Cholesterol has a bad reputation. Clogging arteries, damning up blood supply and eventually, on some fine day, causing a heart attack. This means cardiac tissue death, reduced pumping ability, forays into stents, balloons, and bypasses and for some of the worst cases, heart transplants.
Cholesterol though has a purpose. And it is not to kill us in exchange for our loving juicy burgers.
- Component of cell membranes—vital for our structures
- Precursor for steroid hormones and vitamin D
Still, too much of a good thing is bad. Luckily, getting all those numbers in order is possible.
- First option (and best): a prudent diet similar to a Mediterranean diet—vegetables, fruits, and fish with whole grains, beans, nuts and olive oil. A stricter regime such as the Ornish diet may actually reverse hardened plaque buildup. Add exercise to the mix. Go ahead, don’t be shy. Sweat. A lot.
- Second option: Medications work fast. But statins have side effects and many take them over decades.
- Third option: Ignore all the prevention and undo the mess after a heart attack. Call the plumber (surgeon) but continue stuffing junk into the pipes. Not advised.
Probiotics can be part of the diet or part of the supplement mix, taken as “meds”.
Are they helpful?
A 2015 study from Thailand title A Randomized Double-blind Controlled Trial of Lactobacillus acidophilus Plus Bifidobacterium bifidum versus Placebo in Patients with Hypercholesterolemia addressed that question.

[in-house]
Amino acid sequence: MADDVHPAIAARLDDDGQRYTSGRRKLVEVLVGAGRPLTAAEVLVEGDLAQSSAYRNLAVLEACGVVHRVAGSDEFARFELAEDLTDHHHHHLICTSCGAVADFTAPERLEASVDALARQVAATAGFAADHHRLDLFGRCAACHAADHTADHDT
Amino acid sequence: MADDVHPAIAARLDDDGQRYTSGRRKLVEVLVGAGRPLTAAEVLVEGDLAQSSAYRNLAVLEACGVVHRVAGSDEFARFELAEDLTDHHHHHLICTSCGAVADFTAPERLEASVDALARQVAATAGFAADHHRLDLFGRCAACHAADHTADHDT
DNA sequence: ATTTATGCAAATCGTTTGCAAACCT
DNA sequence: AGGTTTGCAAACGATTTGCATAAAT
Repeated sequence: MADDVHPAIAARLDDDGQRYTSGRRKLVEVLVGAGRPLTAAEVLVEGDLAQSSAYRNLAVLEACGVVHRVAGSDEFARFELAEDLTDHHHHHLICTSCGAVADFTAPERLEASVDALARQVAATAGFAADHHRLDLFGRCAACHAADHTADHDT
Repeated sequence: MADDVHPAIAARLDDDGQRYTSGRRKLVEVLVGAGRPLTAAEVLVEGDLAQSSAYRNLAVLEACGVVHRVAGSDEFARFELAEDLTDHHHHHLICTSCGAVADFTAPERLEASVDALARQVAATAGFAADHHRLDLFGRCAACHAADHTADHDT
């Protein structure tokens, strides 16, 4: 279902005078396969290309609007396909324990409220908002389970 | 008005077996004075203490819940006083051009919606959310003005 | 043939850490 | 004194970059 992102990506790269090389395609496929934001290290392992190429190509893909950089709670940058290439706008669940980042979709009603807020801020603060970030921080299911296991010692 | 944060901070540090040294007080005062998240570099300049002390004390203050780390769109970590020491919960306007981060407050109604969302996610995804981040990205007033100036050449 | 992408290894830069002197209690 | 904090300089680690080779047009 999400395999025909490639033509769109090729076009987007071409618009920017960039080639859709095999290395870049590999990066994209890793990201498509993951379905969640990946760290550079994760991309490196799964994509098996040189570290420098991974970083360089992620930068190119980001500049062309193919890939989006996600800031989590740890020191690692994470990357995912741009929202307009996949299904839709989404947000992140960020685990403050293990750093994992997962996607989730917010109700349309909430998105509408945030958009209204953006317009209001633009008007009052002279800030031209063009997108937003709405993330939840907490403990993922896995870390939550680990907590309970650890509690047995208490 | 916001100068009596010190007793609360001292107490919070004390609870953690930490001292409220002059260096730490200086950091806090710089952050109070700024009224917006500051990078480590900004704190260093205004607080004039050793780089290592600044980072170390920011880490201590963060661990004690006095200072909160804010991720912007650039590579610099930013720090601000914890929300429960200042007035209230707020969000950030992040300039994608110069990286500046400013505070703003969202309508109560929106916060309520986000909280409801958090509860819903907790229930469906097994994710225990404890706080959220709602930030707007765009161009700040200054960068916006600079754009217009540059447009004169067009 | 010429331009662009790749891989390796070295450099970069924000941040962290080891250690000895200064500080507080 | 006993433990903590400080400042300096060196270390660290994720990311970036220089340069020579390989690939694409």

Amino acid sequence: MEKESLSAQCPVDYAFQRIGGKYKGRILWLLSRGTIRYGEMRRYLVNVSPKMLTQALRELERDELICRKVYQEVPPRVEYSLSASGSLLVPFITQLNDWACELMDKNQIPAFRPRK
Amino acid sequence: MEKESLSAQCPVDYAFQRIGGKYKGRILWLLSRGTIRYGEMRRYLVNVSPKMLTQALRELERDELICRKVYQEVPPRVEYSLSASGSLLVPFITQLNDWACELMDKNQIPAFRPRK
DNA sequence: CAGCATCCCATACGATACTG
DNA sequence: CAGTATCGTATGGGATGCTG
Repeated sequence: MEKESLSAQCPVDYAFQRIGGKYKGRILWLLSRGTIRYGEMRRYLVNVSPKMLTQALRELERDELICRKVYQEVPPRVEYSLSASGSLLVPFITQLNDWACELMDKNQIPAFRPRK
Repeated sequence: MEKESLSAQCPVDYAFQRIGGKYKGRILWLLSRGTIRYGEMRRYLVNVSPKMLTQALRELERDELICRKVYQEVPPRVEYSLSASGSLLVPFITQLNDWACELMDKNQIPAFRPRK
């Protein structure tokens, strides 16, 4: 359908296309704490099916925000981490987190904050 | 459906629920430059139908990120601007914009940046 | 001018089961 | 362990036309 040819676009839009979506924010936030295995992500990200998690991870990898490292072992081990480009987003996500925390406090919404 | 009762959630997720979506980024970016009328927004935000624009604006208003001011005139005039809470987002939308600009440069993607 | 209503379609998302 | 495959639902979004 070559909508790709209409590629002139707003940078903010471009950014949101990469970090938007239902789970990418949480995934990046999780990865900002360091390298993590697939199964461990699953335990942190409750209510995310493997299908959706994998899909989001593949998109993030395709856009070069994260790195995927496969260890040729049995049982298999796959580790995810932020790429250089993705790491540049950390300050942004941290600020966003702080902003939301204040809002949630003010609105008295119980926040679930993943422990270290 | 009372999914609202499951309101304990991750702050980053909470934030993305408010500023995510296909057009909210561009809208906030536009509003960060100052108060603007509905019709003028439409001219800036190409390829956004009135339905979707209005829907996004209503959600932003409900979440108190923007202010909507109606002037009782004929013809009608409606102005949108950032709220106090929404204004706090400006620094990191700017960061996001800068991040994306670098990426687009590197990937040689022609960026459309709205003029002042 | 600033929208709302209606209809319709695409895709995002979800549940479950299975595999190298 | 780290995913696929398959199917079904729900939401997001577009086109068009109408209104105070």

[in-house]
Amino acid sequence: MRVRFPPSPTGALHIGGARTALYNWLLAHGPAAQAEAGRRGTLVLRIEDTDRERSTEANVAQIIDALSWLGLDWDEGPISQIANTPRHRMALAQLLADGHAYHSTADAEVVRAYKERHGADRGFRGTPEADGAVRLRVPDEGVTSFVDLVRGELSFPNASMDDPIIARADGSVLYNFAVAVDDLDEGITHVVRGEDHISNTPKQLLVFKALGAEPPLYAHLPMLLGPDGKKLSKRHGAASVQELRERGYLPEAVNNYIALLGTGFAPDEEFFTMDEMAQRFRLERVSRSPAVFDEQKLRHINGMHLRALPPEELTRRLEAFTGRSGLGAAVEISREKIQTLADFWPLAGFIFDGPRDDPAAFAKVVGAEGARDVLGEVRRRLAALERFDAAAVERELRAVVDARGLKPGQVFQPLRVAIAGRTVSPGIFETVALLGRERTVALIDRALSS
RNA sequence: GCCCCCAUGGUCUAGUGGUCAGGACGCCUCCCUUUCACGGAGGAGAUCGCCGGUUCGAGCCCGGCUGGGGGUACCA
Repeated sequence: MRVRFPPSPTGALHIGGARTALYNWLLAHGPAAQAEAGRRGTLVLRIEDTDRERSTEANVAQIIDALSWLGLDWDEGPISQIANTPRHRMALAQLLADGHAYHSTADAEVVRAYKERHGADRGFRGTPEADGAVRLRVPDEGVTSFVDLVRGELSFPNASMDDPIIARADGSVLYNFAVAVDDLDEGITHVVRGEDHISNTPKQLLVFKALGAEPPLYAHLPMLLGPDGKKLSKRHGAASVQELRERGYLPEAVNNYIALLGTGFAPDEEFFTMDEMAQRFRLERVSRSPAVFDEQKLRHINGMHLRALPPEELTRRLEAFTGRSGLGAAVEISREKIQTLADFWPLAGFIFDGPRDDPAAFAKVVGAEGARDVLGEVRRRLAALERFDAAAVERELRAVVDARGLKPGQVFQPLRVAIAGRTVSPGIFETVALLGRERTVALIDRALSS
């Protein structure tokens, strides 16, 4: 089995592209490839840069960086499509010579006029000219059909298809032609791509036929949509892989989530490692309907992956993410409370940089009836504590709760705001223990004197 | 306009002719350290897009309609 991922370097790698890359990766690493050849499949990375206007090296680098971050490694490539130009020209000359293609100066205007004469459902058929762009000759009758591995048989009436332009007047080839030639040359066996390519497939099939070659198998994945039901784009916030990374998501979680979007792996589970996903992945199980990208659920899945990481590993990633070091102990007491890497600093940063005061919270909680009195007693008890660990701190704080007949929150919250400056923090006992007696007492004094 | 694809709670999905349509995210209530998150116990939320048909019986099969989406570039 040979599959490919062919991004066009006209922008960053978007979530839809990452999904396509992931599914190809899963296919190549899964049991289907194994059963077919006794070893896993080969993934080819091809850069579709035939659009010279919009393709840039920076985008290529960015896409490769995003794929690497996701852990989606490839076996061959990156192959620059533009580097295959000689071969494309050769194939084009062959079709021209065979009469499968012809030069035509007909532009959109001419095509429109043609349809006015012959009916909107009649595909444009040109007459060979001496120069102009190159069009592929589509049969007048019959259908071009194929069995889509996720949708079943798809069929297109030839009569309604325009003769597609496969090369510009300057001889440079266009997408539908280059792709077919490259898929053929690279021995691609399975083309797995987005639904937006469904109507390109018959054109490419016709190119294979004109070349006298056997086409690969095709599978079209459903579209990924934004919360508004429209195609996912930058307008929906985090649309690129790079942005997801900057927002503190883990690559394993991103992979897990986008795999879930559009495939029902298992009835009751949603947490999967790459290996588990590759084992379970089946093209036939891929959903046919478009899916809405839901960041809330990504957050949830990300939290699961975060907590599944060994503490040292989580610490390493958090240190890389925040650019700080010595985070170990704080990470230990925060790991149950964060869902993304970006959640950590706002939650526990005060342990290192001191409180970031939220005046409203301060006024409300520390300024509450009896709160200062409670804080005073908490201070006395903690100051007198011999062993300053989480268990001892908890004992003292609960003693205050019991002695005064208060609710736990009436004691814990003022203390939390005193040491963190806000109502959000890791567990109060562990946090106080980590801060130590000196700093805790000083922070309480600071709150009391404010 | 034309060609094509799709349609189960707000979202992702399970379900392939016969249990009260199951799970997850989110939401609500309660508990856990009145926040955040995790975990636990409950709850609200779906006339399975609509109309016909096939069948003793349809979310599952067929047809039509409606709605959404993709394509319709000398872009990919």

A small trial of 64 patients with high blood cholesterol was used. Groups were matched for age, sex, weight, height, BMI, waist and hip circumferences, and blood pressure. Placebo or capsules containing Lactobacillus acidophilus plus Bifidobacterium bifidum three times daily for six weeks.
Baseline and post-treatment levels were taken:
- Total cholesterol (TC)
- HDL-cholesterol (HDL-C)
- LDL-cholesterol (LDL-C)
- Triglyceride (TG)
Total cholesterol and LDL decreased but HDL (the “good” cholesterol where a higher number is better) also decreased. Triglycerides showed no difference.
Probiotics may lower cholesterol, researchers propose in an excellent review here, via several different mechanisms:
Probiotic bacteria may:
- Feed on soluble fiber, thus producing short chain fatty acids (SCFA) such as propionic acid. Inhibiting cholesterol synthesis at the liver, SCFA play a similar role as statin drugs. Also, SCFA direct plasma cholesterol to the liver. Both actions result in lower cholesterol in the bloodstream.
- Break down bile acids which are made from cholesterol in the liver. When the bile acids are deconjugated, the liver is forced to make more, thus removing cholesterol from the blood.
- Interfere with cholesterol absorption in two ways: affecting metabolism of cholesterol via bile salt breakdown AND directly affecting cholesterol assimilation.
- Enhance cholesterol deposits in cell membranes.
There are many ways to keep cholesterol in check. Probiotics have been toiling away forever but we didn’t give them credit. Back in 1974, researchers studied Maasai warriors as models of fitness and a population with few cardiac events. The work appears here in the American Journal of Clinical Nutrition.
By adding milk to their diets, they expected to see weight gain—which they did—but were unprepared to see drops in blood cholesterol even as weight increased. The sour milk had reduced cholesterol—but no one knew what that secret ingredient may be.
Forty years later, we do.